MIT 2100 - Textbook Notes From Weldon.docx

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Department
Media, Information and Technoculture
Course
Media, Information and Technoculture 2100F/G
Professor
Jonathan Burston
Semester
Summer

Description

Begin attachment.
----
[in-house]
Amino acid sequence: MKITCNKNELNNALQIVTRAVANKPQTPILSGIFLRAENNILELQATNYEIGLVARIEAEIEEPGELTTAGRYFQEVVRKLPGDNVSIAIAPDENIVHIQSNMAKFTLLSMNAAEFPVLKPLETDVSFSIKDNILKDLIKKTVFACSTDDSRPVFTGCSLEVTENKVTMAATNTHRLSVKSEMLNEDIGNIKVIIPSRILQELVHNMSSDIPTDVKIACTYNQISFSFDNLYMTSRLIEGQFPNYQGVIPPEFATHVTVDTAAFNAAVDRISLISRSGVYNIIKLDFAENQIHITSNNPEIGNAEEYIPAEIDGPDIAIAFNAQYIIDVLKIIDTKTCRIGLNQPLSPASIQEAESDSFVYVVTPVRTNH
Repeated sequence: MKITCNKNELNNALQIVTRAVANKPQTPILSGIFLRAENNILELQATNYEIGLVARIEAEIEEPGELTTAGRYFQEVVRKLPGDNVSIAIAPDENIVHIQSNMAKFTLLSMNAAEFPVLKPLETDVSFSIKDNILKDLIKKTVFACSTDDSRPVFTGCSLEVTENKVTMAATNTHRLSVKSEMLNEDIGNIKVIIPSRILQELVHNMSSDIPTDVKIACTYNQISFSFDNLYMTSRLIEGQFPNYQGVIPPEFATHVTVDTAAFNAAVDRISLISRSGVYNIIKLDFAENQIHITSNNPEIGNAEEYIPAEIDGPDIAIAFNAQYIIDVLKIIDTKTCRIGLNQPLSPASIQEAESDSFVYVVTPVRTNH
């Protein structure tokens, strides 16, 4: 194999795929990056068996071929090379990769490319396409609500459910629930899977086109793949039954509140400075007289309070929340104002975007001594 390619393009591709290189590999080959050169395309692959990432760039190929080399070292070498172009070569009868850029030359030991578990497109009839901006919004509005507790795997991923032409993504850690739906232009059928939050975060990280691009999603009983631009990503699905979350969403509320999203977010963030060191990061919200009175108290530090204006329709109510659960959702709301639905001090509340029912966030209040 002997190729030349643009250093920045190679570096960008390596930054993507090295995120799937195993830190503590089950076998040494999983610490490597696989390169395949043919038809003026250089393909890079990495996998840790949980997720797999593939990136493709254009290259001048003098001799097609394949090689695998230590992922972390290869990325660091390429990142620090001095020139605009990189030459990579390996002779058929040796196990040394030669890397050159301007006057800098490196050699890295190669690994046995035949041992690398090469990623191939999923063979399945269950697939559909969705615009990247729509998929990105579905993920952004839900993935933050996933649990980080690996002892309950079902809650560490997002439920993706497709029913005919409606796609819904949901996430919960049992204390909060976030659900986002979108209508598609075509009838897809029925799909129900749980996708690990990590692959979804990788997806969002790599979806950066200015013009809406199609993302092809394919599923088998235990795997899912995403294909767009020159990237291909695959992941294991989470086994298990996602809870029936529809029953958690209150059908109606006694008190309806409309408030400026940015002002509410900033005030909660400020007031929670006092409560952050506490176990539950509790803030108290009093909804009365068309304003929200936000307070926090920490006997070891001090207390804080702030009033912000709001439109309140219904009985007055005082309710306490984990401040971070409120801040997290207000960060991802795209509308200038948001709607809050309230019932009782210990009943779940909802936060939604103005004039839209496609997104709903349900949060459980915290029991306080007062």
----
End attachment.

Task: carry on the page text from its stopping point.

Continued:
Against Enclosure: Rethinking the Cultural Commons Graham Murdoch - First commons was grazing animals and firewood land was changed to become capitalist agriculture o Governments segmented off land and villagers became laborers - Sir Robert Peel said that the purpose to build a national art gallery in London was to “cement the bonds of union between the richer and poorer orders of the state so that each can take pleasure in the same great things” – produced cultural sites (museums libraries institution) open to all and paid by the public purse pg. 445- cultural commons - Raymond Williams “a common culture is one which is continuously made and redefined by the collective practice of its members, not one in which values framed by the few are taken over and passively lived by the many. I prefer the term culture in common” 445 - Telegraph began as connecting “all people everywhere” to be selective by the governments serving political and economic interests – most ordinary couldn’t afford sending messages because the prices were set too expensive - Radio allowed people to speak and listen across huge distances – government began to harness broadcasting after WW1 because they were scared that mobilization and rebellion would occur – networks were replaced by broadcasters that distributed info from a central point 449 - Mass democracy and mass consumption o Culturally equal laws: cultural recourses include citizenship, info, knowledge, representation and participation o However, citizens have transformed into shoppers and purchasable solutions to problems – products represent identities – advertising persuaded people that they are born again through blessings of consumption o Broadcasting sits in the middle of culture and consumption  US is private broadcasting, whereas British has public ideas with no commercial speech 451  Britain produced to moved toward a cultural commons - Pay per cultures o Subscription channels, commercial cable and satellite o Minorities and their attractiveness to advertisers o Public service programming ceases to be universally accessible o Programmed that fit the essential need for contemporary citizenship - Digital Dividends o Celebration of the internets solution to space, dismantling of communication hierarchies, o Broadcasting is top down and vertical, whereas internet is horizontal because everyone cam produce and consume o Pessimism: development of distant groups organized around interest (debate rival approaches)  Raises the possibility that it will encourage closed cultures instead of common ones  In democracy, reaching a consensus is impossible – meaning that all this dialogue is a waste of time 455  Corporation shave reveled the free use of cultural resources with new intellectual property rights and establishing ticket-of-entry site in the expectation that is will be a new medium for distributing goods  Advertisers have recognized it o Net is not a site that deepens conflict between opposed visions o Cooperative cultural production is displaced by pre packaged pleasures, interaction is directed towards commercial transactions - Building virtual commons o Rapid consolidation within communication systems by corporate players in the communication system, telecommunications, and cultural industries have the best advantage within emerging digital arenas o We must match corporate convergence within a commitment to build a digital commons (rich and varied cultural space) o The digital agora needs to keep that diversity, balancing deliberation against enjoyment, publically sponsored initiatives o Building blocks for cultural space are established (museums, libraries, schools, pub broadcasting orgs) – o Social groups and movements are using the net to launch debates, exchange networks, o Digital commons will require all these facets to be integrated to a new communal network (no commercial exchange) that facilitates encounter and collaboration between professional orgs and social movements, emerging and established cultures, expertise and grounded experience, and as an enlarged forum for debate over the terms on which differences will be recognized and respected and out collective future defined and organized 457  Need two things for this: universal access and provision of a readily available point of entry and navigation o Low income homes are excluded from the digital revolution – need tax support to ensure every family has access to modems o Ex BBC has already built a public website as is the most visited content site in Europe  Its needs to be fulfill digital commons expectations: provide a meeting point for top down initiatives and bottom up interventions, fomenting continual encounters and dialogues between sponsored ‘cultures in common’ and self produced ‘common cultures’ o Broadcasting is top down imitative – we must always remember this Democracy and Filtering Cass R Sunstein - internet is good development for democracy o info to a wide range of people quickly o specialized sites and blogs increases opportunity for people to read and write on a variety of topics o you can express your opinion to public or find any opinion - emerging technologies present the power of consumers to filter what they see o people are engaged in personalization, limiting exposre to other point of view that not of their choosing o make life convenient and better bc we like to read opinions that are congenial - from a democracy standpoint, filtering is a mixed blessing o people should e exposed to material theu wpuld not have been in advance o Topics that are irritating or clashing opinions, are central to democracy itself 1 - The implication is that groups of people, especially is they are like minded, will end up thinking the same thing they thought before – but in more extreme form, and sometimes in a much more extreme form o Us communication market is moving toward this utopian picture ex. Reading the same newspaper o They have limitations and biases that perform an intended function o – People who rely on intermediaries experience a range of material of chance encounters with diverse others, as well as exposure to material they did not specifically choose - A system of perfect individual control can reduce importance of public sphere and of common spaces in general – interest might change if they see something they hadn’t intended - Group polarization: involves like minded people going to extremes o After deliberation with one another, people move onto a more extreme point of view o Ex. After discussion, whites gained a more negative response to African Americans o Ex. Pro feminist women becoming more pro feminist o Customization makes this possible – websites, blogs, communications packages o Differing groups will be driven further apart o Can fuel great movements (civil rights to abolish slavery) o If great communications produce greater extremism, society may be better off – but when group discussion tends to lead people to more strongly help opinions because of social influences from limited argument pools, there is litigate reason for concern about sensible self government. - Internet holds as much promise as risk o We can use them to learn more, but they weaken the power of the general interest and increase our ability to wall ourselves off from topics and opinions we would prefer to avoid – serious dangers to democracy - If we believe that a system of free expression calls for unrestricted choice by individual consumers, we will not even understand the dangers as such - Whether such dangers materialize ultimately depends on the aspirations for freedom and democracy – in a free society, citizens aspire to a systems that provides a range of experience – with people topics, and ideas the would not have selected in advance Globalization and Global Media Corporations Terry Flew - Internet further animates globalizations through magnifying events, situations - Significance of globalization is seen in the ubiquitous presence of merchandise for football teams, endorsements, incomes that are generates by sports icons like Tiger Woods o And in the 2001 attack on the World Trade Center – second plane crashed 30 minutes after the first, maximizing the media exposure - Globalization: the expanding scale, growing magnitude, speeding up ad deepening impact of transcontinental flows and patterns of social interaction. It refers to a shift or transformation in the scale of human organization that links distant communities and expands the reach of power relations across the worlds regions and continents (67) o Process rather than an outcome o No one world government, a homogenous global culture that the tendencies towards global markets remain significantly qualified o Captures a series of interrelated trends that have emerged in the world since the late 1940’s  Internationalization of production, trade, and finance, rise of corporations, rise of ecommerce  International movements of people,  International communications flows through telecommunications, info and media technologies that facilitate transnational circulation  Global circulation of ideas, keywords, democracy, feminism  Intellectual property rights  Local resistance to globalization for domestic political and cultural objectives  Development of international organizations (ex. NAFTA & European Broadcasting UNION)  Importance of global non-profit organizations  International law  Globalization of war and conflict  Use of public relations to shape opinion at international, national, and local levels - Increasing about of economic globalization – current phase of capitalism is seen as global because: o Cross border transaction is deeper and interconnected o Resources, capabilities, goods and services are specially motivated o Multinational corps have become more central to wealth, creation, and distribution o There is a much greater volume of transactions resulting is global capital and financial markets o ICT’s and electronic communications have transformed the nature of cross border transactions - Factors promoting global capitalism o Attracting: national economies, growing markets, geographical dispersal of entrepreneurial activity o Enabling: development of networked ICT’s, lower barriers to cross border transactions, globalization of capital and financial markets, reduced cost/improved quality of transport o Threatening: intensified global competition, volatility of exchange rates and financial markets, geographically dispersal of risks, accelerating rates of technology - Media has a central place in globalization o Among globalizing corporations  (Must qualify as one through UNCTAD’s trans nationality index where they are rated based on assets, sales, and employees o Role played in developing the global communications infrastructure that facilitates global information flows and cross border commercial activity  Also through their central role in selling products and services through advertising and promotion o The principle means through which we make sense of events and distant places – the info and images that they carry are central to the development of shared systems of meaning and understanding across nations, regions, culture 72  Most concerning feature – propaganda for ones own corps interests  New missionaries of global capitalism: as media commercializes and centralizes, their self protective power increases from the command over info flows, political influence, and the availability to set the media political agenda - Critical Political Economy and Global Media o Us global capitalism has been termed the entertainment, communications, and info industries – have achieved economic predominance in political economic sphere but also in global culture – Western ideas become dominant ones as a result and the ideas and ideologies of the US exerted hegemony over the rest of the world 73 o Media ownership worldwide is subject to growing concentration, leading to a reduced competition and increasingly homogenous media content worldwide, is commonly cited.  Dominated by three or four transnational corps that have developed a very significant cultural and economics presence on nearly every continent o Three critiques of global media:  Tendency towards concerntarion of media ownership and control now operates globally  This will shift the balance of political and economic power from national to multinational corps  Globalization of media pro